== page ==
Some may dream that the day after exiting the memorandum, the path will open towards improving economic and social conditions.
However, the IMF report that was made public yesterday indicates that very little has changed all these years, so as to transcend our chronic ailments.
Despite the fact that salaries have gone back to the levels of 2000, the IMF notes that the productivity of the economy remains low, unemployment will remain at high levels, and, despite improvements in the trade balance, there are still imbalances.
Expectations of a GDP hike are weak, capital outflow continues, investment is at a very low level, and domestic demand remains weak.
One did not need the IMF’s report to understand that the economic situation does not inspire optimism, despite the government’s celebrations.
Everybody expects tourism not only to give them a breather, but to function as the engine of the economy. Despite its undoubted contribution, it is obvious to those who want to see developments with a more long-term perspective, that tourism does not suffice to offer the push that the economy and labour need.
The 20bn euros in investment, that we need each year in order to hope that the country will take a steady growth path, is nowhere to be found. Instead, even paltry public investment is being constantly cut so that the government can achieve ever larger primary surpluses.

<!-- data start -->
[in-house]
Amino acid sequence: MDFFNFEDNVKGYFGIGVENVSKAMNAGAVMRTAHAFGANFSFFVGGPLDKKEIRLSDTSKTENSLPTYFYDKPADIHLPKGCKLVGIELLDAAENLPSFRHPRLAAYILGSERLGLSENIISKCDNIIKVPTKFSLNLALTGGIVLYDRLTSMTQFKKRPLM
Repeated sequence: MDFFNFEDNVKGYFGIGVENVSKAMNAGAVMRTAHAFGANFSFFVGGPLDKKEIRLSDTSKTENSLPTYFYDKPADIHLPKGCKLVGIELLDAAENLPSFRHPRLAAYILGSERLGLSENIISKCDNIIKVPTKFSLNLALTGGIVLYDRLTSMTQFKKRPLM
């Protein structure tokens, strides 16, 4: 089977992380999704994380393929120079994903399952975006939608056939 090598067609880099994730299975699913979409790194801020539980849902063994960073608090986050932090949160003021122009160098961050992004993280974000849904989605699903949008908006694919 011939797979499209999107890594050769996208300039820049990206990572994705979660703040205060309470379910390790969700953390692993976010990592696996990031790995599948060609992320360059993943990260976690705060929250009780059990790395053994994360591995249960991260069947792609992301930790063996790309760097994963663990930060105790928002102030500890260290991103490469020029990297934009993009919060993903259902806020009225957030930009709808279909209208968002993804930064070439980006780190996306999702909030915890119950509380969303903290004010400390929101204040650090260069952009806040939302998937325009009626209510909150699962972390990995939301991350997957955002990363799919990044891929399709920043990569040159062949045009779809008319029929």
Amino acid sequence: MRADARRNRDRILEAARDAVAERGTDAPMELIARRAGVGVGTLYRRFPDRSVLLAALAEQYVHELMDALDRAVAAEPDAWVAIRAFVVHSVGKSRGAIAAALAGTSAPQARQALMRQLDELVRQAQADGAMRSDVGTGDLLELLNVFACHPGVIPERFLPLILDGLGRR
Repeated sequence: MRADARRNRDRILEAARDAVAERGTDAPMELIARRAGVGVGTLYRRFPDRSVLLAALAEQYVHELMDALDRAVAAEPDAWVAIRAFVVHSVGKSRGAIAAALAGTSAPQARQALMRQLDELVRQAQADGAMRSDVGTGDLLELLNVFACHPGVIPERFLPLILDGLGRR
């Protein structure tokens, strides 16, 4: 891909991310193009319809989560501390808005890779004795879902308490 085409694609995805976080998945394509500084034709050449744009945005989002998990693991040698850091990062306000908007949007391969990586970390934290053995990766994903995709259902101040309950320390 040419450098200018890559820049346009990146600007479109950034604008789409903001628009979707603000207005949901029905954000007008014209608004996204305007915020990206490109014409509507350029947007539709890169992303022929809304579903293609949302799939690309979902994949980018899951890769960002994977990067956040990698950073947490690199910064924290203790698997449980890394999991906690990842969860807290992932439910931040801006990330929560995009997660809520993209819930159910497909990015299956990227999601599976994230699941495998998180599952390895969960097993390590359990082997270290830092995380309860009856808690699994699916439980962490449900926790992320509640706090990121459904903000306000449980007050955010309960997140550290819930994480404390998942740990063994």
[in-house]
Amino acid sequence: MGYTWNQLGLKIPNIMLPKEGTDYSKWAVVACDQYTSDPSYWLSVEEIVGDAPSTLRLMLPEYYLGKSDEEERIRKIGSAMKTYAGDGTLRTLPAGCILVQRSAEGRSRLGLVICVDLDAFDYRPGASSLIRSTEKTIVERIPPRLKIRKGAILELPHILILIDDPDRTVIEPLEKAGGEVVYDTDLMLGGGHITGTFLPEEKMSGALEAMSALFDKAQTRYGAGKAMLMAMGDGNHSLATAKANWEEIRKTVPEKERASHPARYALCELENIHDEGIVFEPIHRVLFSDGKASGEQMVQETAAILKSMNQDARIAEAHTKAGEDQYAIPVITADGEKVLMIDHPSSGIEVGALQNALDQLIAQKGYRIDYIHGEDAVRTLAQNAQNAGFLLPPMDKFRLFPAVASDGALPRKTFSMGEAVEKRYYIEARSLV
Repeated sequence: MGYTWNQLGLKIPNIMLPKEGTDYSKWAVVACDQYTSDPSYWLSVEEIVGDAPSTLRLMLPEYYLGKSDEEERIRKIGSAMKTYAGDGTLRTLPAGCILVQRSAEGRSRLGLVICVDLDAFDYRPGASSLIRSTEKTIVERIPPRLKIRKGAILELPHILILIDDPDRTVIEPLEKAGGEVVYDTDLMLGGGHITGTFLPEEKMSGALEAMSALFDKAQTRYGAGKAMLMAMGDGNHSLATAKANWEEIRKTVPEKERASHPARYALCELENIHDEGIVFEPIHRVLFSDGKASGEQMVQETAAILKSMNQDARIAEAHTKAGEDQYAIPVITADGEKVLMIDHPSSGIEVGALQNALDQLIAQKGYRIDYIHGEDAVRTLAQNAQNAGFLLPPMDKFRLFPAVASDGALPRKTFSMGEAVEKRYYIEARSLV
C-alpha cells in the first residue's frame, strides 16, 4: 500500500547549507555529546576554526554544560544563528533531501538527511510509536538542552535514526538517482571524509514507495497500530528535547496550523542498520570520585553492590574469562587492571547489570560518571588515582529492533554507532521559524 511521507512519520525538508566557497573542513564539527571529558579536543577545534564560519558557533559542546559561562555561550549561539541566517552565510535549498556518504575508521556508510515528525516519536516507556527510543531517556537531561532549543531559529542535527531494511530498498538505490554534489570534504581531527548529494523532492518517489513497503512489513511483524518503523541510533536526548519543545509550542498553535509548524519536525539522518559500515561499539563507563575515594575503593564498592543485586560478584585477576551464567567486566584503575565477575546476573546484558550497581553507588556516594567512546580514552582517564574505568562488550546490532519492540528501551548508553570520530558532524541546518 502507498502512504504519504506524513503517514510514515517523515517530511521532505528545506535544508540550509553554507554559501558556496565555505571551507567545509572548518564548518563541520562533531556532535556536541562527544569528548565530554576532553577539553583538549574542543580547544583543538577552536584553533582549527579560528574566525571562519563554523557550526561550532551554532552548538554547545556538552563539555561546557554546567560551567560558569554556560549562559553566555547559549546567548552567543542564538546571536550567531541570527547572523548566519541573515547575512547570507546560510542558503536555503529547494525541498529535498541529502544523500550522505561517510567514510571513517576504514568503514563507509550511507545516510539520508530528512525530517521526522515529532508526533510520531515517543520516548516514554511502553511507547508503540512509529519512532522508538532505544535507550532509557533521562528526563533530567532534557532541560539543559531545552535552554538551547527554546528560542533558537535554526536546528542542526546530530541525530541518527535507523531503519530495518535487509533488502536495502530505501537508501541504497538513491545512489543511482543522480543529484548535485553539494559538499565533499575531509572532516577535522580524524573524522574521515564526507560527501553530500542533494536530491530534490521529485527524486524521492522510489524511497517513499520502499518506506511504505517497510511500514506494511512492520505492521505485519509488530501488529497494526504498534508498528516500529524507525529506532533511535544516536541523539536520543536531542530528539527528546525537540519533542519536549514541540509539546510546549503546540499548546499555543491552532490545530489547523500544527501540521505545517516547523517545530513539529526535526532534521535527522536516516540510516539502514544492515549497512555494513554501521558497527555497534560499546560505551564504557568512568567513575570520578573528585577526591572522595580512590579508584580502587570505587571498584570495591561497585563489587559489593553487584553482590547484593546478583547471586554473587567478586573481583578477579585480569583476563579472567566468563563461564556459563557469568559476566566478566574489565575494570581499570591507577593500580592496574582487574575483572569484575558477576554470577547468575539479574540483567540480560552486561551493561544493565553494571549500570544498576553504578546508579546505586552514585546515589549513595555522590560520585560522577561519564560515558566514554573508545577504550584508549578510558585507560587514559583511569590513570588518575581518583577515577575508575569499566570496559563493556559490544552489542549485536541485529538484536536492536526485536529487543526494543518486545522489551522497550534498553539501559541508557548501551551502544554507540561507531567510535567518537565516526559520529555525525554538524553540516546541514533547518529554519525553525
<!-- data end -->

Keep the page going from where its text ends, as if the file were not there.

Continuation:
It is no coincidence that one of the important pending issues in proceeding with the bailout evaluation is delays in privatisation. The Elliniko development project is lagging, there are no important public works planned, and the stock market is susceptible to rumours and charges.
With mere declarations and pious wishes, one cannot attract investment and create jobs. This is all the more true when ideological fixations and outdated ideas continue to prevail, as is the case now.
Time is of the essence. The day after will be full of challenges and dangers. With opportunistic games, the economy will not recover, and the growth we need will not come.